Happy St. Patrick’s Day. Although I’m not the least bit Irish (my Tom Jones-loving, leek-eating blood comes from the land of the Red Dragon), one thing I crave around St. Pat's Day is to hear an authentic Irish accent. My roommate — she used to live in the UK and has a true knack for accents — does a spot-on “Oirish” imitation but on a day like today I need the real deal.

This is where Miles Sampson, a County Clare-based architect specializing in sustainable homes, saves the day. The building of one of his low-energy homes, a “Geomorphological House,” in the rural west of Ireland has been captured on film and even if you aren’t intrigued by the home’s various green features (grass sod roof, vacuum tube solar panels, recycled newspaper insulation, heat recovery ventilation system, etc.) the authentic Irish narration will surely please.

Sampson's home is remarkable. There’s nothing fussy about it; it’s just a smart, sustainably designed family home that blends beautifully into the grassy, hilly landscape of County Clare and takes full advantage of passive solar gain. Take a look (and a listen) below. And in case you're still hung up on "geomorphological," here's a definition.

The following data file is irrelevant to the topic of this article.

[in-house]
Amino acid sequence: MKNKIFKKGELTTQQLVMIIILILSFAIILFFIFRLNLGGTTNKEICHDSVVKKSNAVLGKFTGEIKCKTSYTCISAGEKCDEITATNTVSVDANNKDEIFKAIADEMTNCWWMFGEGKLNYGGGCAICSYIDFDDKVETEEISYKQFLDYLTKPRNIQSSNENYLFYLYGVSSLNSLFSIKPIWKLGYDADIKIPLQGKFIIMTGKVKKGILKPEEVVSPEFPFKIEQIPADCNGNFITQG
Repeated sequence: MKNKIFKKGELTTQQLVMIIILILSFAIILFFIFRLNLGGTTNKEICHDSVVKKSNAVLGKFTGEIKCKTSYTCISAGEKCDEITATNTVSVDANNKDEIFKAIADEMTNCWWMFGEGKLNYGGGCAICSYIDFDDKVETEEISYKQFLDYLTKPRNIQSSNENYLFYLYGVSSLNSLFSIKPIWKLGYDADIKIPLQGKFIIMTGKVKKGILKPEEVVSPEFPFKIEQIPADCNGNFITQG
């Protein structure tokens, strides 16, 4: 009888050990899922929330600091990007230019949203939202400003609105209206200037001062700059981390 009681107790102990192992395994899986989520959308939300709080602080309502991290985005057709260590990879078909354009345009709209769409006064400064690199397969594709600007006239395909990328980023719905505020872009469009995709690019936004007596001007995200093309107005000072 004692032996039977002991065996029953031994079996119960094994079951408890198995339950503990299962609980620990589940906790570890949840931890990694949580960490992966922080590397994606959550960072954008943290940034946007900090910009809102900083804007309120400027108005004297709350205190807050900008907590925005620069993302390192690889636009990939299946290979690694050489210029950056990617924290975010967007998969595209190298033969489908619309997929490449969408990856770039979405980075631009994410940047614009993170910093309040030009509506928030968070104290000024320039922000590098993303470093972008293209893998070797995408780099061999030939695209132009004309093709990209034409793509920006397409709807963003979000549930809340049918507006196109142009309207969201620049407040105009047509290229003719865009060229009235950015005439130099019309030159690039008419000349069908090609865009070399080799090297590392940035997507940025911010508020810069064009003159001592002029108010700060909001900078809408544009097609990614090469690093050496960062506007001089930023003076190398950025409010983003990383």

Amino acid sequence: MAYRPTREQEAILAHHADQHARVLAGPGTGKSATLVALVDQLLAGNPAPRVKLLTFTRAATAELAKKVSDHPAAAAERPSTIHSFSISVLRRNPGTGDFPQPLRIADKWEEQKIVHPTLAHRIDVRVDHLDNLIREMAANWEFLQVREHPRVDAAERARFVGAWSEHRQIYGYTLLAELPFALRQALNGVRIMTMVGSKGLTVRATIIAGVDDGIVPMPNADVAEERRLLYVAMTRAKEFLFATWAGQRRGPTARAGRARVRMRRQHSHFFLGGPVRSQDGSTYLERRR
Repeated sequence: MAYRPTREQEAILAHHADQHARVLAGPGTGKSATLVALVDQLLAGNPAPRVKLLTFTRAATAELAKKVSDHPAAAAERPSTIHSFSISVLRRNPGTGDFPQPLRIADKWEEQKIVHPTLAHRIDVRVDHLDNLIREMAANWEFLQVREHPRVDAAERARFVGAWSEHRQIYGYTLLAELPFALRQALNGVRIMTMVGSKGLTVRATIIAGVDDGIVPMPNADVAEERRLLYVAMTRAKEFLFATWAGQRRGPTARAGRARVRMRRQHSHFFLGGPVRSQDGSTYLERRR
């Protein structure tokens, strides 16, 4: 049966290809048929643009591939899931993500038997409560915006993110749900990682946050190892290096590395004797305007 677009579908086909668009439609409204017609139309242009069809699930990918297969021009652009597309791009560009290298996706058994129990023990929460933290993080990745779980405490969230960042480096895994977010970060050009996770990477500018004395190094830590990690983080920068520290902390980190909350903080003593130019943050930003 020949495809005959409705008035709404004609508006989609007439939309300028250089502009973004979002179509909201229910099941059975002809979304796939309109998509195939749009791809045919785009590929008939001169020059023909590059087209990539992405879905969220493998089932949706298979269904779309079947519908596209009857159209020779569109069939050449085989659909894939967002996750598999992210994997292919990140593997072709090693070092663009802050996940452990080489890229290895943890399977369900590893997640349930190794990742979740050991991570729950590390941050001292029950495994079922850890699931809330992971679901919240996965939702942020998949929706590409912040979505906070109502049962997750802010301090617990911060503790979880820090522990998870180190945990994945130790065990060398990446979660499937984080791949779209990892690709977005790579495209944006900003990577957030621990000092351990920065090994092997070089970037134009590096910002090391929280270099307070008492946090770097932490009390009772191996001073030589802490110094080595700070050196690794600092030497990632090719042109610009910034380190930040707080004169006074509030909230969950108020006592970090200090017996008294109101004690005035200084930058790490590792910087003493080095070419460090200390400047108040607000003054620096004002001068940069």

Matt Hickman ( @mattyhick ) writes about design, architecture and the intersection between the natural world and the built environment.

A true Gaelic green roof
Watch the building of low-energy home with a remarkable grass sod roof in County Clare, Ireland.